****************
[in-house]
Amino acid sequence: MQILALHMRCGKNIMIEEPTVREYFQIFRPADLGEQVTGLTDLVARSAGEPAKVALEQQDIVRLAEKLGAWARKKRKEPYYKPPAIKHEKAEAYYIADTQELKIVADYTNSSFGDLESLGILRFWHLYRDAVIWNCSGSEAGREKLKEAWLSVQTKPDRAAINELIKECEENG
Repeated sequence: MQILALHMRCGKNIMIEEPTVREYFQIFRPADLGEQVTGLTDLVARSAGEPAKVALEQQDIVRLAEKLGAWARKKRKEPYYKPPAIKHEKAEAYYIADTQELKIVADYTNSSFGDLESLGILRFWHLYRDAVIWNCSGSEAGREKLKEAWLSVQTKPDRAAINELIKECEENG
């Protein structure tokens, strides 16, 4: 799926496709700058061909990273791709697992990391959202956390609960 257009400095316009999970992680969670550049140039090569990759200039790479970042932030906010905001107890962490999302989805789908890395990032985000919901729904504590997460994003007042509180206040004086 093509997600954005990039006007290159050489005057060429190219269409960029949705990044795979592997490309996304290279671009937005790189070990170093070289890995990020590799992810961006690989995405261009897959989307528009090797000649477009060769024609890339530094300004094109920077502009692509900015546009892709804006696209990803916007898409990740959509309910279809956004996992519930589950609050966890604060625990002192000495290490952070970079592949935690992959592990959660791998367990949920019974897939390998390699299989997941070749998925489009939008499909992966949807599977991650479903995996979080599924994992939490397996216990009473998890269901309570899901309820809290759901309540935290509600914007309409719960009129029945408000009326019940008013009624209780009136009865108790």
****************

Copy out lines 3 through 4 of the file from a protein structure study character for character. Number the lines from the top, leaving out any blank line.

Repeated sequence: MQILALHMRCGKNIMIEEPTVREYFQIFRPADLGEQVTGLTDLVARSAGEPAKVALEQQDIVRLAEKLGAWARKKRKEPYYKPPAIKHEKAEAYYIADTQELKIVADYTNSSFGDLESLGILRFWHLYRDAVIWNCSGSEAGREKLKEAWLSVQTKPDRAAINELIKECEENG
């Protein structure tokens, strides 16, 4: 799926496709700058061909990273791709697992990391959202956390609960 257009400095316009999970992680969670550049140039090569990759200039790479970042932030906010905001107890962490999302989805789908890395990032985000919901729904504590997460994003007042509180206040004086 093509997600954005990039006007290159050489005057060429190219269409960029949705990044795979592997490309996304290279671009937005790189070990170093070289890995990020590799992810961006690989995405261009897959989307528009090797000649477009060769024609890339530094300004094109920077502009692509900015546009892709804006696209990803916007898409990740959509309910279809956004996992519930589950609050966890604060625990002192000495290490952070970079592949935690992959592990959660791998367990949920019974897939390998390699299989997941070749998925489009939008499909992966949807599977991650479903995996979080599924994992939490397996216990009473998890269901309570899901309820809290759901309540935290509600914007309409719960009129029945408000009326019940008013009624209780009136009865108790």